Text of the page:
How far do you agree with the view that African Americans were treated as second class citizens between 1940 and 1946? This view is very accurate; African Americans were not offered the same political, economic or social opportunities and rights as white people, despite the terms of the fourteenth and fifteenth amendments. However, overall, treatment of African Americans was worse in the south. Political/ legal rights and opportunities were limited for African Americans due to their treatment as second class citizens. For example, in the south, Jim Crow laws were in place, meaning that everybody had to pass a literacy test and pay poll tax before they could vote.
Basically all of the South’s resources were going to hell. Uncertain economic times make it pretty hard to make a living. African Americans found themselves to be politically limited during this time as Southern states passed laws that limited their access to exercise their right to vote. Literacy tests were used to keep blacks away from ballot boxes, as some states limited the right to vote to those who could pass a literacy test; a large majority of slaves had never learned to read or write. Not surprisingly, white voters were often given easier passages than blacks.
Example 2 How far is it accurate to describe black Americans as second-class citizens in the years 1945-55? (30 marks) Black citizens of the USA were certainly treated as second class in the years 1945-55. They were discriminated against in work, education, living standards and their status as human beings. They could be attacked and subjected to violence without the law protecting them. Therefore they had no rights as citizens.
Other reasons could be that the majority of blacks were poor for two generations, and one out of every four lives in poverty today. Blacks are more involved in street crime- typically street drug sales, due to the fact that they have trouble finding legitimate jobs. Another reason could be that Blacks may still be seen as ex-slaves. They are regularly suspected of being criminals, and constantly have feel the need to prove to the rest of society that they are worthy of the American Dream. If African Americans reject low paying jobs that other immigrants are competing for, they justify the belief that they are less deserving than immigrants.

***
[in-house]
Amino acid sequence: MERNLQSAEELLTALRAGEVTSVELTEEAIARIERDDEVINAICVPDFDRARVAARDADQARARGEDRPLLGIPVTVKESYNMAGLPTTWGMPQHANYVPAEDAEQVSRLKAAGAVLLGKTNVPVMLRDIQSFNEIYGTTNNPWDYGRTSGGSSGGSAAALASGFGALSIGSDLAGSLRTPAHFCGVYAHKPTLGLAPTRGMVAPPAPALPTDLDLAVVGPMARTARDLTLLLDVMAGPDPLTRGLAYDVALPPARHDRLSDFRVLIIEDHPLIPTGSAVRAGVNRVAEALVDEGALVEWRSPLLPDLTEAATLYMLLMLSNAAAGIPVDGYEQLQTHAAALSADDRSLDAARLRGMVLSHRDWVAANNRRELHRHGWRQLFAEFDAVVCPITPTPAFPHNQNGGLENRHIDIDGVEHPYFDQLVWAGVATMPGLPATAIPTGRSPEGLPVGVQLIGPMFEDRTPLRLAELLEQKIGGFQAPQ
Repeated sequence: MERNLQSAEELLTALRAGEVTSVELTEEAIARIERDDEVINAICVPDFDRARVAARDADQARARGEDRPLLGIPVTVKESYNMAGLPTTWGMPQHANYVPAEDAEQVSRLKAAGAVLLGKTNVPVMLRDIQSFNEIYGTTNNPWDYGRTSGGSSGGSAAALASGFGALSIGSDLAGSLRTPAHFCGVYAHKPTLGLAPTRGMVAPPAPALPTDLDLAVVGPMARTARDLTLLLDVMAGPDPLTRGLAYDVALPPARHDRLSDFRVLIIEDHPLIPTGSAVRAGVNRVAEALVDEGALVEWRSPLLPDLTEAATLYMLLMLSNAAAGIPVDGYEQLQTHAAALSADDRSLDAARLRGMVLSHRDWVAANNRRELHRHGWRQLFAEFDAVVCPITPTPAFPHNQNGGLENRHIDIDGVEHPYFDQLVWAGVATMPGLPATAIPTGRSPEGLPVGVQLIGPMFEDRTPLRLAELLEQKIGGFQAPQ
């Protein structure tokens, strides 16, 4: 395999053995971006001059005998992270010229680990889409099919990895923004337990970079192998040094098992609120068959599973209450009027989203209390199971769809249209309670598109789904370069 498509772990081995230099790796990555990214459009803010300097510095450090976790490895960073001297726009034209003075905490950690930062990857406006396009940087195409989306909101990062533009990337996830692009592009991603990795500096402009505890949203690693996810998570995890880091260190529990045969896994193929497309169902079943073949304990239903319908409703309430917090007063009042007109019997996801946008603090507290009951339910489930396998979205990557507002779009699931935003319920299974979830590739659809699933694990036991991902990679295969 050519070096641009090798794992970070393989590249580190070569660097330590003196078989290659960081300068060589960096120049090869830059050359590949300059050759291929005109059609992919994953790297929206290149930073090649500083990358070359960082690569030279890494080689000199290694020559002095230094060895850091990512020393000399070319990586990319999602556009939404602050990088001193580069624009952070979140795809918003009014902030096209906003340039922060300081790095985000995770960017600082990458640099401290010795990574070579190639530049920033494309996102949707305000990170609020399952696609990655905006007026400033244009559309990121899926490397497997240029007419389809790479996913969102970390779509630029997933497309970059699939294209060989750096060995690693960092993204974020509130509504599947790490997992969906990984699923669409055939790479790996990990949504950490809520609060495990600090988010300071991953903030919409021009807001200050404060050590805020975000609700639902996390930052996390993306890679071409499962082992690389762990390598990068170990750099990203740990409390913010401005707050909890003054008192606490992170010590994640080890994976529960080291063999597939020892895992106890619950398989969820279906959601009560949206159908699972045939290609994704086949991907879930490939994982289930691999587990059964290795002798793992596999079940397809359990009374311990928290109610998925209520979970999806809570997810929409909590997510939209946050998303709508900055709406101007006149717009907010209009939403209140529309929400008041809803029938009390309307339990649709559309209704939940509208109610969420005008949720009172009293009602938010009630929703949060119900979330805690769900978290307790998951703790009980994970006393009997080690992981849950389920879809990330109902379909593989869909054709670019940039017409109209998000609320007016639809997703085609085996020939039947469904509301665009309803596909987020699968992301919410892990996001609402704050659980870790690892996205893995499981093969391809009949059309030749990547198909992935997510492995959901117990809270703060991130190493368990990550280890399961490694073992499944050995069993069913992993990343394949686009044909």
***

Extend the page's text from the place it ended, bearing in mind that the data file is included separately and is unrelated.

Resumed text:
The book, The Death Penalty in America, provides a table from 1995; the total number of blacks on death row at that time was 1,246 versus 1,470, the total number of whites (Bedau 65-66). One thing to keep in mind is that blacks make up only 12.8% of our total population (D’Alessio & Stolzberg). Racism is a hateful word. Many people look the other way and deny its existence. But not only does it exist; it subsists in one of the most sensitive areas of our judicial system, capital punishment.
Was Abraham Lincoln a Racist? Most Americans know Abraham Lincoln as the man on the five dollar bill, or the person seated in a memorial in Washington D.C., however, his fame mostly came from freeing slaves during the Civil War. Before the war even began, people got the impression through Lincoln’s speeches and writings that he was a racist. It is important for Americans to realize he was not a racist through the views of the majority Caucasian population toward slavery and African Americans, the political statements and actions of Abraham Lincoln towards slavery and African Americans, and Lincoln’s actions and statements regarding slavery and African Americans during the Civil War. Before the Civil War even began the Caucasian population had some views towards slavery and African Americans.
When these soldiers left in 1877, many state governments chose to persecute black people and limit their rights. Despite the laws of the federal government, they soon took away black people’s rights to vote. Last but not least the systems of sharecroppers spent more than their share was worth and fell heavily into
The committee was instructed to investigate the status of civil rights in the United States and propose measures to strengthen and protect the civil rights of American citizens. In the meantime, Truman became the first president to address the NAACP, at the Lincoln Memorial on July 29, 1947. Ultimately, in my opinion I believe that the lives of African Americans changed after the war, but it wasn’t as a result of the war as the black Americans still
This forced industries employed in the war effort not to discriminate on the grounds of ‘race, creed, colour or national origin’ when deciding who to hire. The campaigning of activists such as A. Phillip Randolph showed that putting pressure on the government could force politicians to act in favour of racial equality. In the North, political power of African Americans was also increasing. In northern states, black voters held the balance of power as if the black community voted as a block; they could
America has a dark history of slavery, but after 1863 vassalage was abolished. Even so this did not stop the racism; unjust treatments and racial segregation was still a part of every colored man’s life. It was still legal to treat African Americans as if they were worth less. In public places blacks were separated from whites in that the black areas were in much worse conditions than the white’s. Sidewalks where no blacks could walk, seats on the busses where they couldn’t sit, and toilets where only whites could go,